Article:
Asthma is a very serious condition, affecting an estimated 262 million people in 2019 and causing 455 000 deaths, but it is also often underdiagnosed and undertreated.
Asthma does not have a cure, but the symptoms can be controlled. Asthma triggers change in prevalence over the course of the year (seasonal triggers, colds and flu outbreaks, etc.) so it is important to work with a doctor to track the symptoms and signs, and adjust the treatment plans accordingly.
Importance of asthma control
Asthma control is defined as the prevention of asthma symptoms. It is vital for any asthma patient to track their condition. With diligent and constant monitoring as a part of asthma control, it is possible to make changes before symptoms of the condition are exacerbated. This also would prevent unnecessary visits to the hospital, improving health outcomes in the long run.
These are the points that need to be looked at to assess the level of asthma control of the patient:
- the frequency of daytime symptoms (coughing, wheezing, tightness of the chest, shortness of breath)
- the frequency of nighttime symptoms (waking up at night due to symptoms such as coughing, wheezing, tightness of the chest, shortness of breath)
- how often the quick-relief or rescue inhaler use is
- the level of difficulty performing normal activities
If the patient has symptoms or uses their inhaler more than twice a week, wakes up with symptoms more than twice a month, or refills their inhaler prescription more than twice a year; this may point to their asthma not being controlled well.
When the condition is controlled well, the risk of having an exacerbation and having to visit the hospital is significantly reduced.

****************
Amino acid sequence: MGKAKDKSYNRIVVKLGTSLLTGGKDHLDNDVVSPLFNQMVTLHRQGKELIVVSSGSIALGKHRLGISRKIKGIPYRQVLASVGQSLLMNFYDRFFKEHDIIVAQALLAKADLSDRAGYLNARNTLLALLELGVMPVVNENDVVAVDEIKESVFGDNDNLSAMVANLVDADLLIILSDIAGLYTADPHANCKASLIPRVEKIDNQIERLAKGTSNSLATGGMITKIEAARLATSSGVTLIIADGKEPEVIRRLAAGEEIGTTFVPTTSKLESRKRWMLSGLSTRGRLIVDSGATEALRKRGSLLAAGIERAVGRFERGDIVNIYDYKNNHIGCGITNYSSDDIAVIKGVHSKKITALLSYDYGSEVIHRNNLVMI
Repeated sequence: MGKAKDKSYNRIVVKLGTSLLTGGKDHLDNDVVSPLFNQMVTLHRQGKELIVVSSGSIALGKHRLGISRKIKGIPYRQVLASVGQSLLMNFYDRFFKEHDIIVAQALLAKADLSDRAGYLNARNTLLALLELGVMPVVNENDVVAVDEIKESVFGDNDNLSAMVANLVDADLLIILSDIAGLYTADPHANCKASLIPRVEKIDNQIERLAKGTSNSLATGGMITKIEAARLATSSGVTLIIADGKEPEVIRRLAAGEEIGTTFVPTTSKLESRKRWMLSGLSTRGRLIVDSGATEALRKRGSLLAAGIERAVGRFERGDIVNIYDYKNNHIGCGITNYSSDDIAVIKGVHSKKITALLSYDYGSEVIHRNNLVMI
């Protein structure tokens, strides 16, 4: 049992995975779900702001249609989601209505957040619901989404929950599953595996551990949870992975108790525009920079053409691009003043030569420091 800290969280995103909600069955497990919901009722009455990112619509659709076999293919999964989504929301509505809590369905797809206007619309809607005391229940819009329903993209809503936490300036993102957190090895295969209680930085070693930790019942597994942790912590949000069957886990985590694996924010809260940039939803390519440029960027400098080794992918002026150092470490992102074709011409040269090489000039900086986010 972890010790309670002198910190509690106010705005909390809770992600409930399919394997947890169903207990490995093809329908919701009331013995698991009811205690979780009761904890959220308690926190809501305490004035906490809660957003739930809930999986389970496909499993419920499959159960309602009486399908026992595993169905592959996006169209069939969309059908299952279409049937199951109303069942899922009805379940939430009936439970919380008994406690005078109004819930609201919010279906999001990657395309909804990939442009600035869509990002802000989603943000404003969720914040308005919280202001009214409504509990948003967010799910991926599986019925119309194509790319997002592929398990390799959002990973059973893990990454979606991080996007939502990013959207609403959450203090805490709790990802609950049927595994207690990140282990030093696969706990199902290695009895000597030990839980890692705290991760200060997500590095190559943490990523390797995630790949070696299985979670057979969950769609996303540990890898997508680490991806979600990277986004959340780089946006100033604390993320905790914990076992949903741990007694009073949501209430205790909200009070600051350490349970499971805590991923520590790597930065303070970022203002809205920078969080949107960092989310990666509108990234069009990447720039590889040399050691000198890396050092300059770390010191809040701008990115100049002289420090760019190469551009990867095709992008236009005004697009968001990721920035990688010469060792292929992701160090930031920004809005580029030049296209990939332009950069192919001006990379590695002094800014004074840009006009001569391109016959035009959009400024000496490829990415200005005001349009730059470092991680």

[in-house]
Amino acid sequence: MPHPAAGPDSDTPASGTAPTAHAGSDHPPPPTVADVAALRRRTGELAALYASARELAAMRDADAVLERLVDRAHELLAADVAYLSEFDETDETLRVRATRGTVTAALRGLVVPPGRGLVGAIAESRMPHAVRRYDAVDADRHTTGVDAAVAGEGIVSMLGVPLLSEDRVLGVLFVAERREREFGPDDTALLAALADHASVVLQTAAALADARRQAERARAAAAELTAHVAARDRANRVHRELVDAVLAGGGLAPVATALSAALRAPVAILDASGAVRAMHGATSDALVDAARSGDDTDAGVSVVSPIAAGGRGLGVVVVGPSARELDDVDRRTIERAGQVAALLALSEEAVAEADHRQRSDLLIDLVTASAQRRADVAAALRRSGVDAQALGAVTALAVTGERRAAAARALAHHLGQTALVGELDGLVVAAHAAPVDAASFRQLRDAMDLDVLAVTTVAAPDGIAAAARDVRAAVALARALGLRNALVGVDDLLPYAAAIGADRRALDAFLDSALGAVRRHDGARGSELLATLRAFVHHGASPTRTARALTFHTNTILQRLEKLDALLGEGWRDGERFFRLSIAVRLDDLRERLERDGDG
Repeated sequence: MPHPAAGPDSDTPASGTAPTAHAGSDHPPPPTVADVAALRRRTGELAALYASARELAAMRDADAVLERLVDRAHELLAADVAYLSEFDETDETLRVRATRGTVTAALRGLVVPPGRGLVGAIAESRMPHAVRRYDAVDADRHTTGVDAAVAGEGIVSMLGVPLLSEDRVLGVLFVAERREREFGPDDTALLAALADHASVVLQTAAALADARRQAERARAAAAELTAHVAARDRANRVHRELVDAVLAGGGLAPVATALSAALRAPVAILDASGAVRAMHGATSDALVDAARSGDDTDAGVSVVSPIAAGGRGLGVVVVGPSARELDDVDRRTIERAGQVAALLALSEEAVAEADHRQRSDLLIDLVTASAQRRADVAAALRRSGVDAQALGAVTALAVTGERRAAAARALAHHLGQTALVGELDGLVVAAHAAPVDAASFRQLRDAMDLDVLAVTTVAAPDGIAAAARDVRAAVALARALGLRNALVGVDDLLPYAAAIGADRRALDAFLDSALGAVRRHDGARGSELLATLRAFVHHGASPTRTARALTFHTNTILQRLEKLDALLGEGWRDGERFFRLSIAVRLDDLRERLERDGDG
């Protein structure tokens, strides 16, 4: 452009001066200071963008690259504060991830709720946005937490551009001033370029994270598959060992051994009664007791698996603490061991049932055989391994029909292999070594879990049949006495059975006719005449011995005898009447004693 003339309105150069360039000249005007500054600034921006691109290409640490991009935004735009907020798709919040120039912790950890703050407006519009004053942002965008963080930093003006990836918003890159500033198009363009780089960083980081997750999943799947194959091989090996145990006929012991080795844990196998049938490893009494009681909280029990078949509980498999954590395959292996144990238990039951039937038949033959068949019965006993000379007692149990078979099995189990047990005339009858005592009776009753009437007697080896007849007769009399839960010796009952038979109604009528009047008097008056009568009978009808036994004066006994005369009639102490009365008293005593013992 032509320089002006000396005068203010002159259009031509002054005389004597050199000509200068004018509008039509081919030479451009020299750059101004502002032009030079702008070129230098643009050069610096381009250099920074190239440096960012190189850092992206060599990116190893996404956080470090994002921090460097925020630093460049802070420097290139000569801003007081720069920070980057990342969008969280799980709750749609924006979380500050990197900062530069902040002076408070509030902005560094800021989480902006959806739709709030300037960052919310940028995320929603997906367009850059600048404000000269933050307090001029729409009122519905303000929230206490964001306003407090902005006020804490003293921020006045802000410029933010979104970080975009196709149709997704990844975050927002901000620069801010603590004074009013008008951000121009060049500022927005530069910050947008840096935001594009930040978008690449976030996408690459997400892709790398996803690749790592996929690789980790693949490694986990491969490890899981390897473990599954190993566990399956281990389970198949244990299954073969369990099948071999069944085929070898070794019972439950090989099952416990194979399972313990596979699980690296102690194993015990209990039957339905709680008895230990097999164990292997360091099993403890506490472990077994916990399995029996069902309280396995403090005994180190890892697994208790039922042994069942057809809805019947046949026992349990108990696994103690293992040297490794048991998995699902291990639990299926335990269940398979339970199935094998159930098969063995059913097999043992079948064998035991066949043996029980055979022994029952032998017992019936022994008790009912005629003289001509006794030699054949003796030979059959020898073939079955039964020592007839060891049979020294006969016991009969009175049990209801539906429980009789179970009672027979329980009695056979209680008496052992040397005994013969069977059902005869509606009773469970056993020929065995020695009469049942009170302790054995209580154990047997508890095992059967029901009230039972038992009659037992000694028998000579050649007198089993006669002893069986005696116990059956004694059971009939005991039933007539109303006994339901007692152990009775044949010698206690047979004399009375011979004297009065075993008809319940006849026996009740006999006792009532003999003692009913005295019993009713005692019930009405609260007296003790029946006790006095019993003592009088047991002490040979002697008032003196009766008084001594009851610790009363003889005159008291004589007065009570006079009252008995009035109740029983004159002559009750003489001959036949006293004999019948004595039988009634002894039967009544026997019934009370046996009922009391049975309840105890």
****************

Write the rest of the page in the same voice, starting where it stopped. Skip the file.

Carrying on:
The role of asthma control in asthma management
Assessing the level of control makes it possible for medications to be adjusted accordingly and makes the process of creating an asthma action plan easier.
With daily vigilance in assessing the symptoms, the action plan can be quickly consulted and control measures can be adjusted. In order to do this, first, asthma control needs to be assessed and monitored. This leads to reviewing medication technique and adherence, an assessment of the side effects and a review of environmental control. Then, the medication is either maintained, stepped up, or stepped down. Lastly, the asthma action plan is reviewed, revised as needed and the next follow-up appointment is scheduled.
To ensure all of the steps of asthma management are properly executed, the symptoms and triggers should be constantly tracked and logged, and home spirometry should be used to monitor lung values.
- Global Burden of Disease - GBD Cause and Risk Summaries, Lancet, 2020.
- Asthma, World Health Organization, 2022.
- Asthma, Mayo Clinic, 2022.
- Assess and Monitor Your Asthma Control, American Lung Association, 2020.
- Asthma Care Quick Reference: Diagnosing and Managing Asthma, National Heart, Lung and Blood Institute, 2012.